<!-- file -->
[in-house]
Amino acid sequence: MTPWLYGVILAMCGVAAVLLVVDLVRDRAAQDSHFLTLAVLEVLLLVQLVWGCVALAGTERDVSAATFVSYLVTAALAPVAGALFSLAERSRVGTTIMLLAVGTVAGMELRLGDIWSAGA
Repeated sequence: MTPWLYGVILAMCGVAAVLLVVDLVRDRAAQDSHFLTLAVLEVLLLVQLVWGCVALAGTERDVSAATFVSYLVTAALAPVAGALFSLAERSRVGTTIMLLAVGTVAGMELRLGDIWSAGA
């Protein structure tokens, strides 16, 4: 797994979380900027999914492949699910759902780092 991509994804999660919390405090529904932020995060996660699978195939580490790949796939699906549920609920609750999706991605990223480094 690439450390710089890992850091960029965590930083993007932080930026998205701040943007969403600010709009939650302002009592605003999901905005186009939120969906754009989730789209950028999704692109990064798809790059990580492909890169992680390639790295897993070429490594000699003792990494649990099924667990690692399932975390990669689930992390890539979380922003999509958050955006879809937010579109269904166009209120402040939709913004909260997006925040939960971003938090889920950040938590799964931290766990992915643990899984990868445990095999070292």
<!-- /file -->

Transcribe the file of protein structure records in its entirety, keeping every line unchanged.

[in-house]
Amino acid sequence: MTPWLYGVILAMCGVAAVLLVVDLVRDRAAQDSHFLTLAVLEVLLLVQLVWGCVALAGTERDVSAATFVSYLVTAALAPVAGALFSLAERSRVGTTIMLLAVGTVAGMELRLGDIWSAGA
Repeated sequence: MTPWLYGVILAMCGVAAVLLVVDLVRDRAAQDSHFLTLAVLEVLLLVQLVWGCVALAGTERDVSAATFVSYLVTAALAPVAGALFSLAERSRVGTTIMLLAVGTVAGMELRLGDIWSAGA
């Protein structure tokens, strides 16, 4: 797994979380900027999914492949699910759902780092 991509994804999660919390405090529904932020995060996660699978195939580490790949796939699906549920609920609750999706991605990223480094 690439450390710089890992850091960029965590930083993007932080930026998205701040943007969403600010709009939650302002009592605003999901905005186009939120969906754009989730789209950028999704692109990064798809790059990580492909890169992680390639790295897993070429490594000699003792990494649990099924667990690692399932975390990669689930992390890539979380922003999509958050955006879809937010579109269904166009209120402040939709913004909260997006925040939960971003938090889920950040938590799964931290766990992915643990899984990868445990095999070292």